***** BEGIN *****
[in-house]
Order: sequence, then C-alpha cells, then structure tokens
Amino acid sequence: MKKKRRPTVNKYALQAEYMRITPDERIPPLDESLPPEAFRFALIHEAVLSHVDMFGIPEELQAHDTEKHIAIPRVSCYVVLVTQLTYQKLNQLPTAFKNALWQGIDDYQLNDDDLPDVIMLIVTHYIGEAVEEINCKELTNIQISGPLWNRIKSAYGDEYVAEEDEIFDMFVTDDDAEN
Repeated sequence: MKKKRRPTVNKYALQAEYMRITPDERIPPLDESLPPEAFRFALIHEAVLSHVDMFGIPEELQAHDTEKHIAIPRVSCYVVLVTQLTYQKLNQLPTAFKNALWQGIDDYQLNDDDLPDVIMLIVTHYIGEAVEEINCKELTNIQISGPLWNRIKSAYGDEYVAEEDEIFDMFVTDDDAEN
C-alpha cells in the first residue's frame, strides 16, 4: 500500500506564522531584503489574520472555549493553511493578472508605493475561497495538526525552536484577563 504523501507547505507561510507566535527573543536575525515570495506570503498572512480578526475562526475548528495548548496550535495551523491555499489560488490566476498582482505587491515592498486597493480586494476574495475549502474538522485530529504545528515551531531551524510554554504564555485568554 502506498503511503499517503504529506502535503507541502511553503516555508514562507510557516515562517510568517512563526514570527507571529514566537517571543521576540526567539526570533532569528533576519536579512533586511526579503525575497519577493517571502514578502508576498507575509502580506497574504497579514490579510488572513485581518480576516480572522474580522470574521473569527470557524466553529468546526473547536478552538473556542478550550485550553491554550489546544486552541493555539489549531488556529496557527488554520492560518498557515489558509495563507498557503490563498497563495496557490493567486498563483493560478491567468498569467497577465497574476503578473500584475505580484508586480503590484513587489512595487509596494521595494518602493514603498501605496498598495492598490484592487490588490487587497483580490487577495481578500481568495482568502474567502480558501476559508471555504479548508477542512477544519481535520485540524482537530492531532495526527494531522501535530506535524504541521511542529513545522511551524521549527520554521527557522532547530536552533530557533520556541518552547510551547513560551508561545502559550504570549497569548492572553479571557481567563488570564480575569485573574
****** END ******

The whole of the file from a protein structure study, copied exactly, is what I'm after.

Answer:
[in-house]
Order: sequence, then C-alpha cells, then structure tokens
Amino acid sequence: MKKKRRPTVNKYALQAEYMRITPDERIPPLDESLPPEAFRFALIHEAVLSHVDMFGIPEELQAHDTEKHIAIPRVSCYVVLVTQLTYQKLNQLPTAFKNALWQGIDDYQLNDDDLPDVIMLIVTHYIGEAVEEINCKELTNIQISGPLWNRIKSAYGDEYVAEEDEIFDMFVTDDDAEN
Repeated sequence: MKKKRRPTVNKYALQAEYMRITPDERIPPLDESLPPEAFRFALIHEAVLSHVDMFGIPEELQAHDTEKHIAIPRVSCYVVLVTQLTYQKLNQLPTAFKNALWQGIDDYQLNDDDLPDVIMLIVTHYIGEAVEEINCKELTNIQISGPLWNRIKSAYGDEYVAEEDEIFDMFVTDDDAEN
C-alpha cells in the first residue's frame, strides 16, 4: 500500500506564522531584503489574520472555549493553511493578472508605493475561497495538526525552536484577563 504523501507547505507561510507566535527573543536575525515570495506570503498572512480578526475562526475548528495548548496550535495551523491555499489560488490566476498582482505587491515592498486597493480586494476574495475549502474538522485530529504545528515551531531551524510554554504564555485568554 502506498503511503499517503504529506502535503507541502511553503516555508514562507510557516515562517510568517512563526514570527507571529514566537517571543521576540526567539526570533532569528533576519536579512533586511526579503525575497519577493517571502514578502508576498507575509502580506497574504497579514490579510488572513485581518480576516480572522474580522470574521473569527470557524466553529468546526473547536478552538473556542478550550485550553491554550489546544486552541493555539489549531488556529496557527488554520492560518498557515489558509495563507498557503490563498497563495496557490493567486498563483493560478491567468498569467497577465497574476503578473500584475505580484508586480503590484513587489512595487509596494521595494518602493514603498501605496498598495492598490484592487490588490487587497483580490487577495481578500481568495482568502474567502480558501476559508471555504479548508477542512477544519481535520485540524482537530492531532495526527494531522501535530506535524504541521511542529513545522511551524521549527520554521527557522532547530536552533530557533520556541518552547510551547513560551508561545502559550504570549497569548492572553479571557481567563488570564480575569485573574